Academic journal article Journal of Cognitive Psychotherapy

Delivering Interventions to Young People Exposed to War-Related Violence and Sexual Exploitation: Longstanding Struggles but Lasting Successes

Academic journal article Journal of Cognitive Psychotherapy

Delivering Interventions to Young People Exposed to War-Related Violence and Sexual Exploitation: Longstanding Struggles but Lasting Successes

Article excerpt

This article outlines the impact of conflict and war-related sexual exploitation on young people's mental health and explores some of the predisposing factors which contribute to this psychological distress. It then outlines how a lack of valid measures of psychological distress, limited research, diverse services, treatments and cultural practices, previous trauma, and a multitude of competing agencies can hamper mental health delivery in war-affected countries before explaining how using non-Western measures of distress, extensive preresearch preparation, cultural respect tinged with scepticism, a duty of care, and involving stakeholders in decision-making can mitigate these problems. Lastly, this article outlines one study that overcame the logistical, security, and educational challenges of service delivery and calls for further research on psychosocial interventions, dismantling studies of cognitive behavioral therapy (CBT) interventions, and hybrid inventions which target both mental health and psychosocial need and fruitful partnerships between academic institutions and civil society organizations.

Keywords: war-affected youth; sexual violence; mental health and psychosocial interventions; trauma-focused cognitive behavioral therapy; possibilities

Everything was going according to plan, at the border crossing from Rwanda to the Democratic Republic of Congo (DR Congo), until a customs official called Mama Fatuma spotted a bulging money waist bag beneath my shirt. "What's that?" she asked. My heart sank. "It's a money belt," I stammered, my Swahili deserting me for the first time since entering the room. Ominously she closed the door.

"How much money have you got in it?" She looked at me quizzically. "Write it down for me on this paper," she demanded. My mind raced. I had more than $1,300 around my waist. (Carrying large sums of money is not uncommon in war-affected regions with no ATMs, no access to online banking, and where shops and hotels do not accept credit cards). I panicked. I scribbled down the equivalent in British pounds and prayed she would not know the exchange rate between the pound and dollar. "Don't you know that you can't bring in large amounts of money into the country?" she continued. "Take all your money out and put it on the table." The friendly tone had long since left the room. I stalled. "Don't be afraid," she soothed. "You can trust me." I inwardly choked and stalled again. "Take out your money and leave it on the table." I recognized that tone. She was not for backing down.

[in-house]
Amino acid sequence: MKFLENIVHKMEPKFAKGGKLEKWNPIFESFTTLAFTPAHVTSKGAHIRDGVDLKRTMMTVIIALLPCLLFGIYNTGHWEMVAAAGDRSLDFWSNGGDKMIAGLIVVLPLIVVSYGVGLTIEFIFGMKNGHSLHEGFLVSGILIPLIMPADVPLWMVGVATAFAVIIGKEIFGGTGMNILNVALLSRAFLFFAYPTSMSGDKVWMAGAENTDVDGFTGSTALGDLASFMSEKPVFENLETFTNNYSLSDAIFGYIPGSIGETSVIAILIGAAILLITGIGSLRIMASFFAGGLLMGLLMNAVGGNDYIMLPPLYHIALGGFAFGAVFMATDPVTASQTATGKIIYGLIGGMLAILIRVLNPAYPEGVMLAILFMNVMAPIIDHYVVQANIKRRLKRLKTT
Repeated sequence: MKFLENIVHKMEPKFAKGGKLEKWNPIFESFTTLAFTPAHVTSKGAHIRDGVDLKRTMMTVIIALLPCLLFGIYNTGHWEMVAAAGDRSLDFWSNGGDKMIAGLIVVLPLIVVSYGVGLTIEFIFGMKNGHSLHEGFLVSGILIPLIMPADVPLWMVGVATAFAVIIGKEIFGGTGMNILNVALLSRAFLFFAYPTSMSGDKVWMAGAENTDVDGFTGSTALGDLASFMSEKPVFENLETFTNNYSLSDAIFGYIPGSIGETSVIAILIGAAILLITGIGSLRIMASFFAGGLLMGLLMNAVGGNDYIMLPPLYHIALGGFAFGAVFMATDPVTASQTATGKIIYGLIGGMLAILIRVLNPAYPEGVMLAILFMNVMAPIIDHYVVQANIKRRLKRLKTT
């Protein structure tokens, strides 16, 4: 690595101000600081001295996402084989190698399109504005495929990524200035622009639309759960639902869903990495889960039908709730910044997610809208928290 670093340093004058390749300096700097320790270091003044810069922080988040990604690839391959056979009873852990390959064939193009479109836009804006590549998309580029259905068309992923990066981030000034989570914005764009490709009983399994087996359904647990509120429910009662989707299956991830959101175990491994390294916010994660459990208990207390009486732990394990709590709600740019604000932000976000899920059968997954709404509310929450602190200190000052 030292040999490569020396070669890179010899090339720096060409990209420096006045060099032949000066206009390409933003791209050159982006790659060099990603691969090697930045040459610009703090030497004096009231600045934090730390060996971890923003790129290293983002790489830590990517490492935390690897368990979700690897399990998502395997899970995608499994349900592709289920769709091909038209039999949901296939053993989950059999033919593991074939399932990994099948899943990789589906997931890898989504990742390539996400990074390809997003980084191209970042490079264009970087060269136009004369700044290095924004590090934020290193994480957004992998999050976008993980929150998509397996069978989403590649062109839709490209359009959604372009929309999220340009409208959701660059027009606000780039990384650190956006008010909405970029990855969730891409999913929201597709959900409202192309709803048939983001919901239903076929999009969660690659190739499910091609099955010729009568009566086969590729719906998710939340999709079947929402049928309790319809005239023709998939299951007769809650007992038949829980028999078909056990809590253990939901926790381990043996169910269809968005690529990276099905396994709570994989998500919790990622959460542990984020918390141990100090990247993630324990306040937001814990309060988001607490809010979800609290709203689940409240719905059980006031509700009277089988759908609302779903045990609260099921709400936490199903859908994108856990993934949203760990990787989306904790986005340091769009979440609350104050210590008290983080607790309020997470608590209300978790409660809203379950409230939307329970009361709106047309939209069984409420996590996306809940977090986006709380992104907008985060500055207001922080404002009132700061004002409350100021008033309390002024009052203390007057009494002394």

Slowly, I lifted up my shirt and fumbled at my money bag. I opened my wallet and looked inside. I could not believe my eyes. There was only euro70 in the pocket I had opened. Prior to leaving, I must have separated my money into two pockets in my money bag and put all my dollars in another pocket. I gingerly placed my euro on the table. "Is that all you've got?" she asked. "Yes," I answered (after all, it was all the euro I had on me). "Make sure you change your money in a bank," she cautioned before telling me to return my money again. "No problem at all," I responded, my voice returning to its usual tone and pitch again. "And don't forget to come in and say hello to us when you pass by again," she reminded me before handing over my passport with the all-important stamp. I left the building weak-kneed and relieved to still have all my U.S. dollars and said a quiet prayer of thanks for the goodness of friends whose last-minute donation had saved us from having to leave a small fortune in U.S. dollars at the border crossing that day.

Nature of the MeNtal health ProbleM

The Impact of Armed Conflict on Mental Health

Armed conflicts cause significant psychological and social suffering to affected populations. Psychological suffering includes posttraumatic stress disorder (PTSD), depression, anxiety, substance abuse, suicidal ideation, social withdrawal, low self-esteem, loss of trust, and feelings of guilt and shame (Schaal, Elbert, & Neuner, 2009). …

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